5/11/2014 1:15 A.M. ET
Big Papi shows infield shift doesn't always work
By Dave Sessions / Special to MLB.com
ARLINGTON -- David Ortiz broke up Yu Darvish's perfect game Friday in the seventh inning, then broke up his no-hitter with two outs in the ninth. In each of those cases, the Red Sox slugger hit balls to the right side, beating a shifted infield -- and in fact, both balls might have been outs had the Rangers been playing in their normal spots.
"The shift [messed] them up," Ortiz said Friday.
In the seventh, Ortiz's fly ball dropped between second baseman Rougned Odor, playing deep on the grass, and right fielder Alex Rios. The miscommunication between Odor and Rios, who was charged with an error, likely wouldn't have happened if Odor was in his usual position.
In the ninth, Ortiz stroked a grounder between shortstop Elvis Andrus and Odor, neither of whom had a legitimate shot at making a play. Had Odor been playing at his standard spot, he might have had a chance.
"If you're playing normal, that's the end of the game," Ortiz said.
Teams have taken to shifting against left-handed pull hitters more and more in recent years, and while the strategy is generally effective, sometimes it backfires.
"We see it on our end when a hitter will hit against the grain, so to speak. It's probably because we haven't executed as well from the mound, or there's been a pronounced change in the stroke of the hitter at the plate," Red Sox manager John Farrell said. "As much as you'd like to be right all the time, this is still going to be about humans executing and it's not going to be 100 percent."
Ortiz alone in fourth on Red Sox all-time HR list
ARLINGTON -- David Ortiz's leadoff homer in the third inning of Saturday night's game against the Rangers was his 380th as a member of the Red Sox, breaking a tie for fourth on Boston's all-time list with Dwight Evans.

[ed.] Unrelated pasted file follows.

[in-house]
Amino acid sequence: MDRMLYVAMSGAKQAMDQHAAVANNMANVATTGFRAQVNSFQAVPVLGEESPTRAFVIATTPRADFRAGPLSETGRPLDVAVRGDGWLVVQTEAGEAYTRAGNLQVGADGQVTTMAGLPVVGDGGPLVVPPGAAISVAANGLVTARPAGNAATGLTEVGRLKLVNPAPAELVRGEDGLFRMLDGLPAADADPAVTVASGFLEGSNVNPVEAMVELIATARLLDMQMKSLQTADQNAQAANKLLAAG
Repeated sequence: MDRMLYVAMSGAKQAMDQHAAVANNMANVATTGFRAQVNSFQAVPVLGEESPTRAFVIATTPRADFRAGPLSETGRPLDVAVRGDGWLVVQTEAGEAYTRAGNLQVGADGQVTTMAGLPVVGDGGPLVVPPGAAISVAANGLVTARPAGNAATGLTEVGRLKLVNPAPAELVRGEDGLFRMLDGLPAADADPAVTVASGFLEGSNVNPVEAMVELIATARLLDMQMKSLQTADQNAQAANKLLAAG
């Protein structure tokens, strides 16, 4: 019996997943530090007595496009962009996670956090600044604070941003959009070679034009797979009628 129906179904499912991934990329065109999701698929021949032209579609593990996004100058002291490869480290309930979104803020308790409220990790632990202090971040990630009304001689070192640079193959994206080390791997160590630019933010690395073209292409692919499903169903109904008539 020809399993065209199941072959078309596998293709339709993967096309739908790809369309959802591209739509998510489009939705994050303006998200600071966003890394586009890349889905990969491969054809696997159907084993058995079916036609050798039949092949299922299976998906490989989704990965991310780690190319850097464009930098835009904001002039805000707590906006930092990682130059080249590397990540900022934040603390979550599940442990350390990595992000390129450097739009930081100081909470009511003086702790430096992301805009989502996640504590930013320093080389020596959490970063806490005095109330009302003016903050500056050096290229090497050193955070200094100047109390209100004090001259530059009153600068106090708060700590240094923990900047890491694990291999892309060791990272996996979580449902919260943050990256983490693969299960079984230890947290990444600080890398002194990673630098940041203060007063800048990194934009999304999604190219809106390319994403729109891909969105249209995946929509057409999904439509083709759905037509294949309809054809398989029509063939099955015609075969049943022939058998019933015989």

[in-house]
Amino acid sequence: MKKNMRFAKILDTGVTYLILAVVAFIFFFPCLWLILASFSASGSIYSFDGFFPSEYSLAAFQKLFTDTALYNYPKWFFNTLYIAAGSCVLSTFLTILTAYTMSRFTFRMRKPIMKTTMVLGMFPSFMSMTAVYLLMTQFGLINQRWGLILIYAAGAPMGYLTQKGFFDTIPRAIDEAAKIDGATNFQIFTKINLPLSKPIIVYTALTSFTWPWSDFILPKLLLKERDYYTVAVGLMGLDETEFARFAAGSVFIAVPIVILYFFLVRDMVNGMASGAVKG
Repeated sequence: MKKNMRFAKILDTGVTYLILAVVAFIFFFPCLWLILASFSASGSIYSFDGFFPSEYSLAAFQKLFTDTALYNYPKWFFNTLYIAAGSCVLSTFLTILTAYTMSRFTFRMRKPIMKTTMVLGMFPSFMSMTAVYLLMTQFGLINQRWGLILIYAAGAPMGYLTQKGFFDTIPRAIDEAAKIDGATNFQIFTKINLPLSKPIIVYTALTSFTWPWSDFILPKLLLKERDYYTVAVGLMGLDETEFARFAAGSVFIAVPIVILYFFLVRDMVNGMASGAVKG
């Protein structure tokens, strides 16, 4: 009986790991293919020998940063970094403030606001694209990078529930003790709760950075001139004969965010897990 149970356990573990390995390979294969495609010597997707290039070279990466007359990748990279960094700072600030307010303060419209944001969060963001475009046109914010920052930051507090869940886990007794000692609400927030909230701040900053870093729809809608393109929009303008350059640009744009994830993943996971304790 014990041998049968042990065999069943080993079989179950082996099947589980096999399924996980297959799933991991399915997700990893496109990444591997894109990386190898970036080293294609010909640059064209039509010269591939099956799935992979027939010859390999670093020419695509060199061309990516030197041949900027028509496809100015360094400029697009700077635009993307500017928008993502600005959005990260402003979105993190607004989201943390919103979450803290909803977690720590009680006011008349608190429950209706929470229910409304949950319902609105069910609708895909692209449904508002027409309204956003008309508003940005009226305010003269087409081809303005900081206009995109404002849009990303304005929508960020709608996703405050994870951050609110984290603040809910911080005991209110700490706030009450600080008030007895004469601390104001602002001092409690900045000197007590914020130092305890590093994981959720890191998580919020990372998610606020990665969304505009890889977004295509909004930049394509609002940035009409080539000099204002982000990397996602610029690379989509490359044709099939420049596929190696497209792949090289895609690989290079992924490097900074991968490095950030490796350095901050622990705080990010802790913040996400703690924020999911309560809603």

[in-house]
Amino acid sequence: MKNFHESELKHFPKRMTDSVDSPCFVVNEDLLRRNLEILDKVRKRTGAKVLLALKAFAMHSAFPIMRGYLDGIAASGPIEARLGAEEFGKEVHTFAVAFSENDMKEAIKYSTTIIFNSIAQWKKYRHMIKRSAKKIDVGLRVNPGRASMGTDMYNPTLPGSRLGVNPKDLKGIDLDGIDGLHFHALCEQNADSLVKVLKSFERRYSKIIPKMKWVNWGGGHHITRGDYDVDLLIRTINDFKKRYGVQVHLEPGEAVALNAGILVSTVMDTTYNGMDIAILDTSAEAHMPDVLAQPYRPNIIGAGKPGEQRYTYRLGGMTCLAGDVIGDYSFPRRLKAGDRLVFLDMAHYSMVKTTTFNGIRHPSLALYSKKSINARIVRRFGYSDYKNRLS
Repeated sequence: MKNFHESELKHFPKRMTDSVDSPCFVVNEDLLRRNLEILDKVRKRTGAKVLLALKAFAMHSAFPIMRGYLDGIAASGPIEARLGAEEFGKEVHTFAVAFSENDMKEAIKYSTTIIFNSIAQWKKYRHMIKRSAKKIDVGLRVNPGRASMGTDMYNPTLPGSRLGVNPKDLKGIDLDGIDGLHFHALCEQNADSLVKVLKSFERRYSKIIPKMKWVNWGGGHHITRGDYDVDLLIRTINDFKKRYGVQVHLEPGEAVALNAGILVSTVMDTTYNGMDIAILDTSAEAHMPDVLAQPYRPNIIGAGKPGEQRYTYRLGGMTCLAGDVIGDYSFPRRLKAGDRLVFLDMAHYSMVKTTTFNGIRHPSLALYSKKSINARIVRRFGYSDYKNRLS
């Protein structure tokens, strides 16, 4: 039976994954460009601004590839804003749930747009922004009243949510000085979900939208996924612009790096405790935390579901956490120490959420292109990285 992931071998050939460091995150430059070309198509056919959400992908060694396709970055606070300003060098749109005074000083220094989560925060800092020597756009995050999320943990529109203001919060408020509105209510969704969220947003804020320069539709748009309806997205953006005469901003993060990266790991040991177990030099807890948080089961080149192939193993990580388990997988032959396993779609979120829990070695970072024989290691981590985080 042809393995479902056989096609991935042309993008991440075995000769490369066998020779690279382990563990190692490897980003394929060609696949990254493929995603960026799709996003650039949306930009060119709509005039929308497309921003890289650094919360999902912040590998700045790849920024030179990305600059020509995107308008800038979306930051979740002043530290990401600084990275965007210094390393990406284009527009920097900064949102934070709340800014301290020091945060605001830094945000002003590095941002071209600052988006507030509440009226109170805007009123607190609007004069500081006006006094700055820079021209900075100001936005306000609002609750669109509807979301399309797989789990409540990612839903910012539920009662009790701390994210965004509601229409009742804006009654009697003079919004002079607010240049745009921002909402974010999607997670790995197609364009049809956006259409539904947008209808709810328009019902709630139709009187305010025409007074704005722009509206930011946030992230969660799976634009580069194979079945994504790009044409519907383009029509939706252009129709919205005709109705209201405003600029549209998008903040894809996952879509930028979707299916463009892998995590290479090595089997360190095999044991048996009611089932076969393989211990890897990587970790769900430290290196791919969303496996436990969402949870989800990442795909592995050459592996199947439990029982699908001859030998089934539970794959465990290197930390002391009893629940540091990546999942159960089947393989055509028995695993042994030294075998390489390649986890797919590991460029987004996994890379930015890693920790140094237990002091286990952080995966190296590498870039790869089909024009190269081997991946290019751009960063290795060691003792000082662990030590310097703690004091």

Ortiz needs three more home runs to pull even with Jim Rice for third on Boston's all-time list, and 72 more to tie Carl Yastrzemski (452). So what does it mean to Ortiz to be in that rarified company?
"It means I'm getting old," he joked. "You play the game and the last thing you think about is having your name mentioned with those guys. But once it happens, it's an honor."
Ortiz, 38, would have to play at his current level into his mid-40s to catch Ted Williams, the team's leader with 521 homers.
The left-handed Ortiz launched a towering ball 367 feet to right field to give the Red Sox their second of six runs against Rangers starter Martin Perez.
It was his 438th career homer, tying Andre Dawson and Jason Giambi for 40th all-time. Ortiz hit 58 home runs for Minnesota during the first six years of his career.
Ortiz appeals scorer's controversial decision
ARLINGTON -- After Friday night's game, Red Sox slugger David Ortiz was clearly upset about what he thought was a poor scoring decision that robbed him of a hit while Yu Darvish was still pitching a perfect game. Now, a Red Sox spokesman confirmed Ortiz will personally appeal the decision per Major League rules.
Ortiz vehemently disagreed with official scorer Steve Weller's decision to call an error on Ortiz's fly ball that dropped between second baseman Rougned Odor and right fielder Alex Rios. He said Friday "they have to" change the call, and now he is appealing to the Commissioner's Office through his agent, Fernando Cuza.